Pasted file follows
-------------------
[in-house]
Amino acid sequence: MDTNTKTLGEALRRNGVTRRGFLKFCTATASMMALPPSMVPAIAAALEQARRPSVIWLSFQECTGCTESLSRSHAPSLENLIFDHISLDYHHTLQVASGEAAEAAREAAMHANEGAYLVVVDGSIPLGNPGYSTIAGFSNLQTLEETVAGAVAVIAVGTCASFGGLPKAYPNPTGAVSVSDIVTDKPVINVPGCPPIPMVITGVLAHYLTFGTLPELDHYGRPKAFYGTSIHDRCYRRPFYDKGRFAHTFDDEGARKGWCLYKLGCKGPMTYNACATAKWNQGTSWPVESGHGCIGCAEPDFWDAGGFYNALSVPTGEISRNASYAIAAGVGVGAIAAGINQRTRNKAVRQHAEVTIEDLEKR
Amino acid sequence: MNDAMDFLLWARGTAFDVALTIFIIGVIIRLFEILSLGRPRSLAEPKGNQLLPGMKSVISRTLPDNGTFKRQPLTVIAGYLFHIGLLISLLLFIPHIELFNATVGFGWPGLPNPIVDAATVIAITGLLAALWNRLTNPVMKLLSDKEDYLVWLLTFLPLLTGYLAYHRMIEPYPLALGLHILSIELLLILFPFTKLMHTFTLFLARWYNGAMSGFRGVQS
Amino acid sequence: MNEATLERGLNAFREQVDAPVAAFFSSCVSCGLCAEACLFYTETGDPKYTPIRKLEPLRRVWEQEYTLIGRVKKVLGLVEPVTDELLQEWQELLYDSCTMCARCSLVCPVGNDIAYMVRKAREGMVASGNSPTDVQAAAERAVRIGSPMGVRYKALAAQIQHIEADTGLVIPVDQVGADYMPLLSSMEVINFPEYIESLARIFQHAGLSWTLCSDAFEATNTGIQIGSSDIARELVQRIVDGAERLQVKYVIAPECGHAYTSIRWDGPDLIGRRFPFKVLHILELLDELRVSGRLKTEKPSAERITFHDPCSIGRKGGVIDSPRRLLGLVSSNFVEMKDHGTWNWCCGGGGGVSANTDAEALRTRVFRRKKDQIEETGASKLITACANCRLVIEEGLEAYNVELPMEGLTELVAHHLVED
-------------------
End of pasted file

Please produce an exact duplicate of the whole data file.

[in-house]
Amino acid sequence: MDTNTKTLGEALRRNGVTRRGFLKFCTATASMMALPPSMVPAIAAALEQARRPSVIWLSFQECTGCTESLSRSHAPSLENLIFDHISLDYHHTLQVASGEAAEAAREAAMHANEGAYLVVVDGSIPLGNPGYSTIAGFSNLQTLEETVAGAVAVIAVGTCASFGGLPKAYPNPTGAVSVSDIVTDKPVINVPGCPPIPMVITGVLAHYLTFGTLPELDHYGRPKAFYGTSIHDRCYRRPFYDKGRFAHTFDDEGARKGWCLYKLGCKGPMTYNACATAKWNQGTSWPVESGHGCIGCAEPDFWDAGGFYNALSVPTGEISRNASYAIAAGVGVGAIAAGINQRTRNKAVRQHAEVTIEDLEKR
Amino acid sequence: MNDAMDFLLWARGTAFDVALTIFIIGVIIRLFEILSLGRPRSLAEPKGNQLLPGMKSVISRTLPDNGTFKRQPLTVIAGYLFHIGLLISLLLFIPHIELFNATVGFGWPGLPNPIVDAATVIAITGLLAALWNRLTNPVMKLLSDKEDYLVWLLTFLPLLTGYLAYHRMIEPYPLALGLHILSIELLLILFPFTKLMHTFTLFLARWYNGAMSGFRGVQS
Amino acid sequence: MNEATLERGLNAFREQVDAPVAAFFSSCVSCGLCAEACLFYTETGDPKYTPIRKLEPLRRVWEQEYTLIGRVKKVLGLVEPVTDELLQEWQELLYDSCTMCARCSLVCPVGNDIAYMVRKAREGMVASGNSPTDVQAAAERAVRIGSPMGVRYKALAAQIQHIEADTGLVIPVDQVGADYMPLLSSMEVINFPEYIESLARIFQHAGLSWTLCSDAFEATNTGIQIGSSDIARELVQRIVDGAERLQVKYVIAPECGHAYTSIRWDGPDLIGRRFPFKVLHILELLDELRVSGRLKTEKPSAERITFHDPCSIGRKGGVIDSPRRLLGLVSSNFVEMKDHGTWNWCCGGGGGVSANTDAEALRTRVFRRKKDQIEETGASKLITACANCRLVIEEGLEAYNVELPMEGLTELVAHHLVED